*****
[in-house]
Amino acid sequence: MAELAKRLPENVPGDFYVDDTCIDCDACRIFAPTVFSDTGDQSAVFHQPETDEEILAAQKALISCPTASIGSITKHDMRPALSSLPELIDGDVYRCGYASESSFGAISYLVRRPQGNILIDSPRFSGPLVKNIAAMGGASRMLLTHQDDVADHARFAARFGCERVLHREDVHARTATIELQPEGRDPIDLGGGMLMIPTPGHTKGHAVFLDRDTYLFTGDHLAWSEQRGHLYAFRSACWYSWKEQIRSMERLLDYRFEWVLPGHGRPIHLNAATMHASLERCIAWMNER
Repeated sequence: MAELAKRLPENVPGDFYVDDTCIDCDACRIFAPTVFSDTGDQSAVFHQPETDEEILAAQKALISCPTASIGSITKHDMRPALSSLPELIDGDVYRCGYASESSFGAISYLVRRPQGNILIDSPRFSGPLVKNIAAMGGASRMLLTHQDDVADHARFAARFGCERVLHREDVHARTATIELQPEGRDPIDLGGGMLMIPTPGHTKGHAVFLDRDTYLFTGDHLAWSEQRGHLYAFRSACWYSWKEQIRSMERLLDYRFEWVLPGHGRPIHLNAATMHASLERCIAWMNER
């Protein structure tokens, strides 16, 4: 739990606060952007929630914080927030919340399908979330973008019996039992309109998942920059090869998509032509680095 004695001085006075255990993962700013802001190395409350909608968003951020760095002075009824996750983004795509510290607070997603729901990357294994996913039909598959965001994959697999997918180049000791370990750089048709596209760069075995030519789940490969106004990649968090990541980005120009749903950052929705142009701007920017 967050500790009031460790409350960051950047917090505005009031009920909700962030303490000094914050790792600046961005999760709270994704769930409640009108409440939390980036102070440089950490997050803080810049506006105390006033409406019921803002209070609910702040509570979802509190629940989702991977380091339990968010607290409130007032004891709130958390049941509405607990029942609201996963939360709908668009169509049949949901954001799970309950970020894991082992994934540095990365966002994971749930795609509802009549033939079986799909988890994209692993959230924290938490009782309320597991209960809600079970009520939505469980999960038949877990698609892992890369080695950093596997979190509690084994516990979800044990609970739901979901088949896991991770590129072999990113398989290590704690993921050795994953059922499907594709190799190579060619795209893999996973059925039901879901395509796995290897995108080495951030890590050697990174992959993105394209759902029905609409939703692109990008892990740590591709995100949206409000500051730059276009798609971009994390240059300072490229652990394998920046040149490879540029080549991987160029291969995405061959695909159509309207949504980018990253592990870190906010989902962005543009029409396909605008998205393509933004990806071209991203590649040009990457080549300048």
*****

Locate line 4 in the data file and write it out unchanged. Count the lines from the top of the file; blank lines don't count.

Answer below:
């Protein structure tokens, strides 16, 4: 739990606060952007929630914080927030919340399908979330973008019996039992309109998942920059090869998509032509680095 004695001085006075255990993962700013802001190395409350909608968003951020760095002075009824996750983004795509510290607070997603729901990357294994996913039909598959965001994959697999997918180049000791370990750089048709596209760069075995030519789940490969106004990649968090990541980005120009749903950052929705142009701007920017 967050500790009031460790409350960051950047917090505005009031009920909700962030303490000094914050790792600046961005999760709270994704769930409640009108409440939390980036102070440089950490997050803080810049506006105390006033409406019921803002209070609910702040509570979802509190629940989702991977380091339990968010607290409130007032004891709130958390049941509405607990029942609201996963939360709908668009169509049949949901954001799970309950970020894991082992994934540095990365966002994971749930795609509802009549033939079986799909988890994209692993959230924290938490009782309320597991209960809600079970009520939505469980999960038949877990698609892992890369080695950093596997979190509690084994516990979800044990609970739901979901088949896991991770590129072999990113398989290590704690993921050795994953059922499907594709190799190579060619795209893999996973059925039901879901395509796995290897995108080495951030890590050697990174992959993105394209759902029905609409939703692109990008892990740590591709995100949206409000500051730059276009798609971009994390240059300072490229652990394998920046040149490879540029080549991987160029291969995405061959695909159509309207949504980018990253592990870190906010989902962005543009029409396909605008998205393509933004990806071209991203590649040009990457080549300048």